An example analysis of Groupon's traffic showing a signficant proportion of direct traffic could be SEO-related
Gaining organic traffic from SEO is a significant inbound marketing investment for many businesses, so making the business case and demonstrating returns from SEO is important. The typical approach for this is naturally to use Google Analytics to report on the organic traffic segment. Since Google Analytics can no longer reliably provide SEO keyword data due to the growth in keywords marked 'not provided' we have written about how to use Google Webmaster Tools keyword data to determine keywords.
We're alerting readers to this example, since it shows that you should make colleagues (or clients) aware that significant additional SEO traffic may be hidden as a referrer.
Case shows that 60% of direct traffic is actually organic search
This research summary of Groupon visitor referrers from Conductor summarises the importance of SEO to Groupon based on their standard analytics. They comment:
'Groupon recently published a study showing 60% of their ‘direct’ traffic is actually organic search.
The original study showed that 47% of visits were organic search; the updated study suggests that organic search traffic might be responsible for closer to 64% of website traffic.'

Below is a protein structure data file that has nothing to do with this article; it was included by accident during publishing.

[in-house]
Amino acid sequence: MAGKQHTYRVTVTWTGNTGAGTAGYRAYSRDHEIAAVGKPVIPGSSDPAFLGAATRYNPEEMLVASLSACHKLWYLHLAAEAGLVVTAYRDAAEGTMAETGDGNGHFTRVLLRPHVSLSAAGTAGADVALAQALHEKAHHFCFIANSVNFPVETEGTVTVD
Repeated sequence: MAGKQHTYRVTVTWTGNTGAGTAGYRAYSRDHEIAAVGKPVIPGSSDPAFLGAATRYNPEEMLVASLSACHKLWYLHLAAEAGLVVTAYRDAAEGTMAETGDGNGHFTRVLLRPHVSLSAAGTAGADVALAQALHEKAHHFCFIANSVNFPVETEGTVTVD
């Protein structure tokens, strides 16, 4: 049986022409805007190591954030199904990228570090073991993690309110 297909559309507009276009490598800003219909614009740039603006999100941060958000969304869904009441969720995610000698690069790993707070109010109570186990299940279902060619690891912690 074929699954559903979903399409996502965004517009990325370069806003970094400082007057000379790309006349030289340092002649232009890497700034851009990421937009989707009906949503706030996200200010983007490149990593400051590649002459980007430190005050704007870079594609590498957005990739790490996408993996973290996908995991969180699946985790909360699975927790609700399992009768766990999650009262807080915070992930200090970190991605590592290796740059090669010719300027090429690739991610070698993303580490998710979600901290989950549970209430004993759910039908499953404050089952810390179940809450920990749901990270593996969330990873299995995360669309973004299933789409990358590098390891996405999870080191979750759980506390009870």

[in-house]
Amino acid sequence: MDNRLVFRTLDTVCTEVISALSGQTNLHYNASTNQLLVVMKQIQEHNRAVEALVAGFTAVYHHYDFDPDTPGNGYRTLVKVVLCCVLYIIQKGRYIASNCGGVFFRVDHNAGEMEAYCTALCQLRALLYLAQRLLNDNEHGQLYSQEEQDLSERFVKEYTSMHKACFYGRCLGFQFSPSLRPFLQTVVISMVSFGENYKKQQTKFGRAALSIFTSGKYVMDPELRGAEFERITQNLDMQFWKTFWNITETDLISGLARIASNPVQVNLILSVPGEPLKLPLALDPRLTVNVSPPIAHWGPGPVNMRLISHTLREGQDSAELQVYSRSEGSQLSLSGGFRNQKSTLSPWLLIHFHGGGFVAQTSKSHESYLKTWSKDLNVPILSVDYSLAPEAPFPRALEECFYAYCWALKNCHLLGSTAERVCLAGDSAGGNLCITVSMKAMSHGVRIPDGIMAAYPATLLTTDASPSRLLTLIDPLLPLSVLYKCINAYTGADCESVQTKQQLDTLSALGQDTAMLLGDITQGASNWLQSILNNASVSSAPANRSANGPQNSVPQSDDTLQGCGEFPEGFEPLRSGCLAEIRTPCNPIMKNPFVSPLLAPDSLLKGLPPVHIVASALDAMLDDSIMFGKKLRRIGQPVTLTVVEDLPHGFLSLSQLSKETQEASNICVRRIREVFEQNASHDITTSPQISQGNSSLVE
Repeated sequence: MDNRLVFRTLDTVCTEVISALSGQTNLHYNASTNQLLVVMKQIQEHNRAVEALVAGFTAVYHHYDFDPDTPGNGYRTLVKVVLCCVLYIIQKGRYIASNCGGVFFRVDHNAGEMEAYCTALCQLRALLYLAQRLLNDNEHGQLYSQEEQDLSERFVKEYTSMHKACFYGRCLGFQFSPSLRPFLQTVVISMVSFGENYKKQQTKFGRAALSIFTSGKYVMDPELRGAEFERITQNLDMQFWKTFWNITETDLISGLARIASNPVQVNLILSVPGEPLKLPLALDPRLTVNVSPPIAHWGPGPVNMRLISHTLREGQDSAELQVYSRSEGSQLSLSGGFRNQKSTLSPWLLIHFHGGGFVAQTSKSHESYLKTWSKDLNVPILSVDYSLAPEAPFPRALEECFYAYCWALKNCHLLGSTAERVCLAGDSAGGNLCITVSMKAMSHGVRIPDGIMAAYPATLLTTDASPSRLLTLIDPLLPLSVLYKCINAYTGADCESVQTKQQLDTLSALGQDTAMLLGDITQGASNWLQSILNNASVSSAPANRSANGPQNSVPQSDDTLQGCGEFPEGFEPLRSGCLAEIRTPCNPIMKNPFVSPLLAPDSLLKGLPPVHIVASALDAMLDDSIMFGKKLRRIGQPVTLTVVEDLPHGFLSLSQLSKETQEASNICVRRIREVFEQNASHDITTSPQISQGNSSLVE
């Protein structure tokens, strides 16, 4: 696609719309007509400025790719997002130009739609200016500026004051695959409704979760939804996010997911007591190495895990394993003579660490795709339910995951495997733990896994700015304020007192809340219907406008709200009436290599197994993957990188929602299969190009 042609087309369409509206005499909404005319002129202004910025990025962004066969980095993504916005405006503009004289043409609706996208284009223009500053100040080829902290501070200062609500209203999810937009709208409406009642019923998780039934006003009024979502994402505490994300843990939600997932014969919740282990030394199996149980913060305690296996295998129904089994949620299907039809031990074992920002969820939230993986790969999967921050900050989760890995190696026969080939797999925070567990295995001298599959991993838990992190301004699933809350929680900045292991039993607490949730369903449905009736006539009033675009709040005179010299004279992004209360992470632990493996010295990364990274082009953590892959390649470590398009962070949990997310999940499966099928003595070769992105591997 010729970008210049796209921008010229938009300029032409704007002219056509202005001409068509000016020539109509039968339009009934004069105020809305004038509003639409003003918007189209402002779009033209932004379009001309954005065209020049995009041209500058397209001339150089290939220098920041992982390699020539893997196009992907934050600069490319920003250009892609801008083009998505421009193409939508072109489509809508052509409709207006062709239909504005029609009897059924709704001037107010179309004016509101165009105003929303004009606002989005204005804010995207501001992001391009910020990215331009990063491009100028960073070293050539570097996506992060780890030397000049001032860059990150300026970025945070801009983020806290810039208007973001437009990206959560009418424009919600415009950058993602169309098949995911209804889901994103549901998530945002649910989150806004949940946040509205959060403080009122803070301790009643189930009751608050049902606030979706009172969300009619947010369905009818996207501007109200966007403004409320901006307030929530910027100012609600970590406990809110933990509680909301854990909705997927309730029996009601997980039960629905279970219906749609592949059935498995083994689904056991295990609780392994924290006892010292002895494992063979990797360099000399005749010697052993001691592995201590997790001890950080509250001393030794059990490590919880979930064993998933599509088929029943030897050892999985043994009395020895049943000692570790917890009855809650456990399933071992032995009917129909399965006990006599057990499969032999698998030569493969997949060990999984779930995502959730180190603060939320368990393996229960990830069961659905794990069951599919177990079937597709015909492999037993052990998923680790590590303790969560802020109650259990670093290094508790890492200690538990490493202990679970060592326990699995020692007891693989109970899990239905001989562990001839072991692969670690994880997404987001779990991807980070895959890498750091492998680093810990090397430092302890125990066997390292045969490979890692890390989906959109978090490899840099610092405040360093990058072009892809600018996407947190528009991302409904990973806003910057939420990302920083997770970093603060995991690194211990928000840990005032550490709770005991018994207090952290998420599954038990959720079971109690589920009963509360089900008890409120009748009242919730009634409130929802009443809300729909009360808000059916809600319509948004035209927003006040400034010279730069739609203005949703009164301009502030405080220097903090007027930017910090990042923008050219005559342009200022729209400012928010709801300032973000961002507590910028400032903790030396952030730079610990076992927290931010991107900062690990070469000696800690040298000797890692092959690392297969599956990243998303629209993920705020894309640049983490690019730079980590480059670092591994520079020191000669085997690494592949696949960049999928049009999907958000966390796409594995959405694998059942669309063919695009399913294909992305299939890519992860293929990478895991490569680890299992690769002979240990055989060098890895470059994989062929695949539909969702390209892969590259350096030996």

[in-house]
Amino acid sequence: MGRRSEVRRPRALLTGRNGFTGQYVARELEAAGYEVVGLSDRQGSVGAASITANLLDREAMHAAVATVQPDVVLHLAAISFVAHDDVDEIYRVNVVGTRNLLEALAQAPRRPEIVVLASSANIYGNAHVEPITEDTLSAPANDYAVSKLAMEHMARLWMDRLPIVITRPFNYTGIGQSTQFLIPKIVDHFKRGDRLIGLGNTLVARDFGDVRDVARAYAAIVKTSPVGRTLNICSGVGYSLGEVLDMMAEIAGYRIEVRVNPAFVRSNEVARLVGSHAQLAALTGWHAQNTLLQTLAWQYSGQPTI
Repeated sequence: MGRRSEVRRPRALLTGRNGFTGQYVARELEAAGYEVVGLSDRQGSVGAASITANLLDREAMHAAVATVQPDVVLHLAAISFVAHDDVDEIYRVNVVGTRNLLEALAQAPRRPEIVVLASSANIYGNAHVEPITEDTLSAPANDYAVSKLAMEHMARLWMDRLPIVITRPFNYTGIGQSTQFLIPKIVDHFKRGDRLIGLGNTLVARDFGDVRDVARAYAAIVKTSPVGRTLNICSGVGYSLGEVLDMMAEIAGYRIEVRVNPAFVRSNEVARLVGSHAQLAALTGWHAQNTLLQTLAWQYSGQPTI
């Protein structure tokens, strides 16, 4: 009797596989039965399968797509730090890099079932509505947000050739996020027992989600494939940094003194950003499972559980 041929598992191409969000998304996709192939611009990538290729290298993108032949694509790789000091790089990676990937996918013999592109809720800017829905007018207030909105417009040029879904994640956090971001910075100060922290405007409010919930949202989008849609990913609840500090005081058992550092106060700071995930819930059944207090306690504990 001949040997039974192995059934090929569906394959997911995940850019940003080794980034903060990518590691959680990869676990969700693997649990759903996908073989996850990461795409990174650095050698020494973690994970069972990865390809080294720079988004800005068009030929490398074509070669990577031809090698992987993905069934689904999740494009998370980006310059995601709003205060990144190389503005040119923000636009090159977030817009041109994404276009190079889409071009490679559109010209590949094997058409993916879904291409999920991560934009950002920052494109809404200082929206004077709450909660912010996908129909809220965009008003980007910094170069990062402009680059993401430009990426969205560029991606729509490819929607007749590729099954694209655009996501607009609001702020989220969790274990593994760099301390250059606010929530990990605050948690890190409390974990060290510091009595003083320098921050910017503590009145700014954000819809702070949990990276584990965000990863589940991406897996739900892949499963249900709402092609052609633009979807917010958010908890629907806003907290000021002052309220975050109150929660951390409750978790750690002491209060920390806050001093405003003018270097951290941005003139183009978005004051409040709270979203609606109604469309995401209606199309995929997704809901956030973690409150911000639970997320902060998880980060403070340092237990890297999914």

This example is unusual since you wouldn't expect a large brand like Groupon to disclose their natural search. We're fortunate that, in this case, Gene McKenna, Director of Product Management at Groupon where he leads organic search was open to sharing and discussing his test. You may have seen his original post explaining the test, also unusual in that, as Gene puts it "for the sake of SEO science, we deindexed ourselves completely for about 6 hours". This was for part of the site focusing on long URLs they were investigating.
You can see that during this time, as expected organic traffic fell, but direct visits also fell significantly.
The reason for the decline in direct isn't clear, but discussion in the post suggests it's likely mainly due to browsers not sending information about the search referrer through to site or redirects client or server side. Gene concludes:
'Our testing shows that, for a site getting in the ballpark of 50% mobile web traffic, the 60% of the traffic to long URLs reported as Direct is probably Organic traffic from Google'.